Even more precise of an image of God as Mother is Isaiah 42:14 in which God identifies as a mother who’s forceful labour lays waste to the land and leads the children to paths and high places and will not abandon them. However, a few verses before this, God identifies as a warrior and a soldier, proving to be mighty against enemies. While we think of being a warrior and a soldier as being traditionally masculine, there are women in the Bible like Jael and Deborah who are fierce warriors too. It is unhelpful to say that military might is explicitly masculine. In any case, God here is comfortable with being on both ends of the spectrum that we humans have created in gender: both the masculine and feminine side and God is comfortable being both in the middle and outside the spectrum.
The theologian Lynn Japinga wrote in her book Feminism and Christianity that language about God should help us to understand and encounter God, but we should not confuse the reality of God with the limits of our language [Feminism and Christianity: An Essential Guide, Abingdon: 1999, p. 64]. God is beyond gender, the pronouns are only there so that we can more clearly understand God who is beyond our understanding. God is clearly comfortable with identifying as male, female and non-binary, it’s us who needs help and understanding, not God who needs more labels.
Using feminine images for God is not new or radical, it’s part of early Christian history. Lynn Japinga also writes that in the second century, Clement of Alexandria mixed his metaphors in his description of Christians nursing at the breast of God the Father. Medieval mystic Meister Eckhart described God’s daily activities: “What does God do all day long? God gives birth. From all eternity God lies on a maternity bed giving birth.” [Feminism and Christianity, p. 65]
Yes, it is problematic to reduce the Holy Spirit to a mother figure only, not all women are mothers nor do all desire to be a mother, nor does motherhood define femininity. However, those who transcribed the scriptures and continued the early church teachings found a lot of material in the contemporary cultures about women’s roles in society which helped to articulate the Spirit’s function. When Jesus meets with Nicodemus, he provides a birthing metaphor: “Very truly I tell you, no one can enter the kingdom of God unless they are born of water and the Spirit” (John 3:5). Jesus explicitly describes the Spirit as one who births. In addition, the Psalms describe the Spirit as a midwife, a washerwoman and one who knits life together inside the womb. In addition, the bird symbolism that we see all over the Bible, from cover to cover, was commonly employed to represent female deities in the ancient near east.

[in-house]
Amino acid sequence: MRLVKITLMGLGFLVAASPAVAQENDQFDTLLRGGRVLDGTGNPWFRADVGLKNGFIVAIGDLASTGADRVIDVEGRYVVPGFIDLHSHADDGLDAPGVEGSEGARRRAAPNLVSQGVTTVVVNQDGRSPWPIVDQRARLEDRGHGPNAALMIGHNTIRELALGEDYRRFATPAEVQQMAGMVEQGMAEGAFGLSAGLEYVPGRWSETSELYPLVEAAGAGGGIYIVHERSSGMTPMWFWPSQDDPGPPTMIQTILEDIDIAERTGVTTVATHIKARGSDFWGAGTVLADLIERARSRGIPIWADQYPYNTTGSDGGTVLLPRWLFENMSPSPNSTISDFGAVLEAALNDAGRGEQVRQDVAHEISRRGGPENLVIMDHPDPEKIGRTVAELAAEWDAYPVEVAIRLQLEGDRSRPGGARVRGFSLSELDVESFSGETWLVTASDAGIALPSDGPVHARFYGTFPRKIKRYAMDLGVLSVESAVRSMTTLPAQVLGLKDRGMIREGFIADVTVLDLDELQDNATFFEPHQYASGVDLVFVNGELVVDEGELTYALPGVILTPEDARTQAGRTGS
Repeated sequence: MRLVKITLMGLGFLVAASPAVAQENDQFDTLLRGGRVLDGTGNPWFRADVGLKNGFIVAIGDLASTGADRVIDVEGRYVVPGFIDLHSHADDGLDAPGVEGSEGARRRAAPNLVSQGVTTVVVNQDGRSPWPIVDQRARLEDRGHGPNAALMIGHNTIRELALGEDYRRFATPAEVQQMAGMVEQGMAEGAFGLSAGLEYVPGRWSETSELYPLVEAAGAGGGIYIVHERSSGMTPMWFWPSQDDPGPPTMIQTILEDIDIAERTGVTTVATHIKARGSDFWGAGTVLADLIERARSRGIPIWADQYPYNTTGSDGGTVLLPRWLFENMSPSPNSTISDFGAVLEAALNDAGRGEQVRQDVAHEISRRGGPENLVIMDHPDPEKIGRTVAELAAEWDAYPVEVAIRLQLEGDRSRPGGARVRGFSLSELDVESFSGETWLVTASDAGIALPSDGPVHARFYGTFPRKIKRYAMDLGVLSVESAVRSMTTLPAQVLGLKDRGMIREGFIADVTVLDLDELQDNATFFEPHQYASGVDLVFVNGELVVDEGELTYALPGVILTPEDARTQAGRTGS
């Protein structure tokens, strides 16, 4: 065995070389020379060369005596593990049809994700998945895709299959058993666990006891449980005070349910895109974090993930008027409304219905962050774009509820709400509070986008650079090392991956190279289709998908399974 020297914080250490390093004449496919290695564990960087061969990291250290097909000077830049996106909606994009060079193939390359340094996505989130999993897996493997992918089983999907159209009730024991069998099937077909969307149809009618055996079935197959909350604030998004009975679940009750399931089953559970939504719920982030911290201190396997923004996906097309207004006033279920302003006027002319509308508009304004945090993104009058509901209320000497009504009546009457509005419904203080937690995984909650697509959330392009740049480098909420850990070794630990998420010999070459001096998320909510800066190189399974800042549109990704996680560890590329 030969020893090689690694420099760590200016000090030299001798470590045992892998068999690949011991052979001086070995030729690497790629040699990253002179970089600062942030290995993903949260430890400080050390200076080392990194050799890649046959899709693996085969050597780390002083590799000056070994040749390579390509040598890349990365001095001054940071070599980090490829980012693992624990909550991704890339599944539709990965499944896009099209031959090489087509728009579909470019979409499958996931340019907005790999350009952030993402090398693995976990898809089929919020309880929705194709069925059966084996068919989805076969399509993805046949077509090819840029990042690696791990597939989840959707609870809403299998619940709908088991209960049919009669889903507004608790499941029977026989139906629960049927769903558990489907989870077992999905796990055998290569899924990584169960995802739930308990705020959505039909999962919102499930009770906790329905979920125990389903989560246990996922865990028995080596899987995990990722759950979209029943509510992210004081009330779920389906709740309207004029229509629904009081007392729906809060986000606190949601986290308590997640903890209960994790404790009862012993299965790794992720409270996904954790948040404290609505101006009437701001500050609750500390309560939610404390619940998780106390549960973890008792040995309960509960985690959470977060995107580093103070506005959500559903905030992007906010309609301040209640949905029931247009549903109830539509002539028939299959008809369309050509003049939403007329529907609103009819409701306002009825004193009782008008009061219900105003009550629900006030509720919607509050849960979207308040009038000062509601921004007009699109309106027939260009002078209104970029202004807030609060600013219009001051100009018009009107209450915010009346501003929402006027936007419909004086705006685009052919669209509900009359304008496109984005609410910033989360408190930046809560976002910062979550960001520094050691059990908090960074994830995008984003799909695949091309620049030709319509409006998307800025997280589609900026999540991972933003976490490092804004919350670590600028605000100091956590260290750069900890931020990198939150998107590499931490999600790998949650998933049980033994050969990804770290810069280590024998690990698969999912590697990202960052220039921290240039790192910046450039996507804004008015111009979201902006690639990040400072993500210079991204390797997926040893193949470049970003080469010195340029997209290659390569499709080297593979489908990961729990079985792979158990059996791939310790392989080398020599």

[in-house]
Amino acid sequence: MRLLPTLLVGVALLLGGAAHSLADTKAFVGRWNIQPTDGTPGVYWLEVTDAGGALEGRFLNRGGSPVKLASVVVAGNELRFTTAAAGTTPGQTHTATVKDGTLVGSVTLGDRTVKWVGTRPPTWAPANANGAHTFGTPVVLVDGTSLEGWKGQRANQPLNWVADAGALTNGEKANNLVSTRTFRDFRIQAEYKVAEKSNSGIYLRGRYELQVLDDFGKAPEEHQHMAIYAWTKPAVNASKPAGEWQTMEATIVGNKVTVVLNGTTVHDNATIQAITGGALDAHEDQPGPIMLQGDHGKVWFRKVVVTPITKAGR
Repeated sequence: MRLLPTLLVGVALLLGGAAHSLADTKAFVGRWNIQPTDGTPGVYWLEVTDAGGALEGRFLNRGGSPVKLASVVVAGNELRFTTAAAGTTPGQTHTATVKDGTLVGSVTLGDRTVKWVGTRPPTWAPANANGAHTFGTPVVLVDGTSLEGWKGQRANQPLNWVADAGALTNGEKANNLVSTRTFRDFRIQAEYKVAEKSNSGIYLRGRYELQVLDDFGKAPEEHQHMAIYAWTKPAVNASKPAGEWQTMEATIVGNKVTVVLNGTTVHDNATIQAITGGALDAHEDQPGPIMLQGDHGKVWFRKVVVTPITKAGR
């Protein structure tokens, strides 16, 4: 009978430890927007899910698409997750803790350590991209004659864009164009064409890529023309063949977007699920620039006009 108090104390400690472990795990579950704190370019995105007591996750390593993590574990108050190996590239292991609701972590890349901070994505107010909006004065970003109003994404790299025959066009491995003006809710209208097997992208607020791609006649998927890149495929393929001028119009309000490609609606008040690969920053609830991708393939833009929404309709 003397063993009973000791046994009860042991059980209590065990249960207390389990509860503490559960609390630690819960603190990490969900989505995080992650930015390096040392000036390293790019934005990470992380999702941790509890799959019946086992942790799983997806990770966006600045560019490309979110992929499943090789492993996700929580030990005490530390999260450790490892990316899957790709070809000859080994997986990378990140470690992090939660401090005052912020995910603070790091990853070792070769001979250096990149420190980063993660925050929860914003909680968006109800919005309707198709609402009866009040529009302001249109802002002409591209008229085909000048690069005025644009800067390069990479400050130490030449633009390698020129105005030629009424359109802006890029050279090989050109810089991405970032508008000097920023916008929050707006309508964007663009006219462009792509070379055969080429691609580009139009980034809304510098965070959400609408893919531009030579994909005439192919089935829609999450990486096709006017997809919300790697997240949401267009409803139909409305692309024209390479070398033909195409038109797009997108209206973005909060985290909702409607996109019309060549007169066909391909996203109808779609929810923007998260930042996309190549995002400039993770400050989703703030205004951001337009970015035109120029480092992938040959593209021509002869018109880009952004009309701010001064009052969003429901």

From this, the Bible and what we know of the times in which the Bible was transcribed, there is a Biblical case for the feminine in the divine: God as Mother, nurturer and just as much female as male. God’s creation of humans in God’s own image signifies that God is the fullness of femininity, masculinity and non-binary, God transcends gender binaries and constructions. The creation of women in God’s own image means that the realities women live offer helpful metaphors for describing “divine mystery”. There is room for creative, spiritual re-imagining while remaining true to what the Bible says, embracing God’s femininity, mothering and the God-given giftedness of women. Some of us, for too long, have heard one version of the Bible and that has hurt and crippled our relationship with God. When we include the femininity of God in our perspective of the Trinity, we are restoring Scriptures to what they once were and taking the Bible more literally than those who claim God only reflects male characteristics alone. How can we understand God fully if we are only seeing part of God and part of the Trinity? How can we be a complete and authentic community if we do not see the Trinity as equally feminine, masculine and non-binary? Our need for harmony in community is reflected in the perfection of the Trinity. The Father, the Son and Holy Spirit exist in complete mutuality and dependence without a hierarchy of leadership importance and it is the Spirit that reconciles us to model together perichoresis, the authentic and reciprocal community between human and divine in each other. Together, the Trinity sets the example for all people of their God-given capabilities to birth, tend and care, as well as to protect and provide, like a Mother and like a Father. The Trinity is bringing us to an awareness of the fuller picture of God’s being so that all people can find themselves in God’s embrace. Friends, may you find all of yourself in the embrace of Mother God today.